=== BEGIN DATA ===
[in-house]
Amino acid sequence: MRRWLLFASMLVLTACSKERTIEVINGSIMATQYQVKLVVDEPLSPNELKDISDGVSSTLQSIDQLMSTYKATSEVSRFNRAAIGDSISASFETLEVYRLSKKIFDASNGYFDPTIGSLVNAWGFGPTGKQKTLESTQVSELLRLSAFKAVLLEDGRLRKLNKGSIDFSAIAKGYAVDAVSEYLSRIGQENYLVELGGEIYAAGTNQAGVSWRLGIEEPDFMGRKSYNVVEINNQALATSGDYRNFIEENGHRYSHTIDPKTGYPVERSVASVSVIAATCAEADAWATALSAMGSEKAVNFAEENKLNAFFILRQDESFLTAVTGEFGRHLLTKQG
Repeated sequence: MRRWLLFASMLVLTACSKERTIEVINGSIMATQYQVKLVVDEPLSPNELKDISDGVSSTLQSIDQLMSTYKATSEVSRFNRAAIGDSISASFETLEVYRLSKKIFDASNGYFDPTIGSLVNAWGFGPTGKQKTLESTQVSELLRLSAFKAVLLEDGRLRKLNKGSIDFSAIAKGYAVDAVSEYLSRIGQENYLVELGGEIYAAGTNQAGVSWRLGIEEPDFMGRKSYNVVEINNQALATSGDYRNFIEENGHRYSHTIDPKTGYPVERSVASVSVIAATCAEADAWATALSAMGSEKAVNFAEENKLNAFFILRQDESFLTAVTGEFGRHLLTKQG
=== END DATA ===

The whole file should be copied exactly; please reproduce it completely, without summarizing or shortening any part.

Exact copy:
[in-house]
Amino acid sequence: MRRWLLFASMLVLTACSKERTIEVINGSIMATQYQVKLVVDEPLSPNELKDISDGVSSTLQSIDQLMSTYKATSEVSRFNRAAIGDSISASFETLEVYRLSKKIFDASNGYFDPTIGSLVNAWGFGPTGKQKTLESTQVSELLRLSAFKAVLLEDGRLRKLNKGSIDFSAIAKGYAVDAVSEYLSRIGQENYLVELGGEIYAAGTNQAGVSWRLGIEEPDFMGRKSYNVVEINNQALATSGDYRNFIEENGHRYSHTIDPKTGYPVERSVASVSVIAATCAEADAWATALSAMGSEKAVNFAEENKLNAFFILRQDESFLTAVTGEFGRHLLTKQG
Repeated sequence: MRRWLLFASMLVLTACSKERTIEVINGSIMATQYQVKLVVDEPLSPNELKDISDGVSSTLQSIDQLMSTYKATSEVSRFNRAAIGDSISASFETLEVYRLSKKIFDASNGYFDPTIGSLVNAWGFGPTGKQKTLESTQVSELLRLSAFKAVLLEDGRLRKLNKGSIDFSAIAKGYAVDAVSEYLSRIGQENYLVELGGEIYAAGTNQAGVSWRLGIEEPDFMGRKSYNVVEINNQALATSGDYRNFIEENGHRYSHTIDPKTGYPVERSVASVSVIAATCAEADAWATALSAMGSEKAVNFAEENKLNAFFILRQDESFLTAVTGEFGRHLLTKQG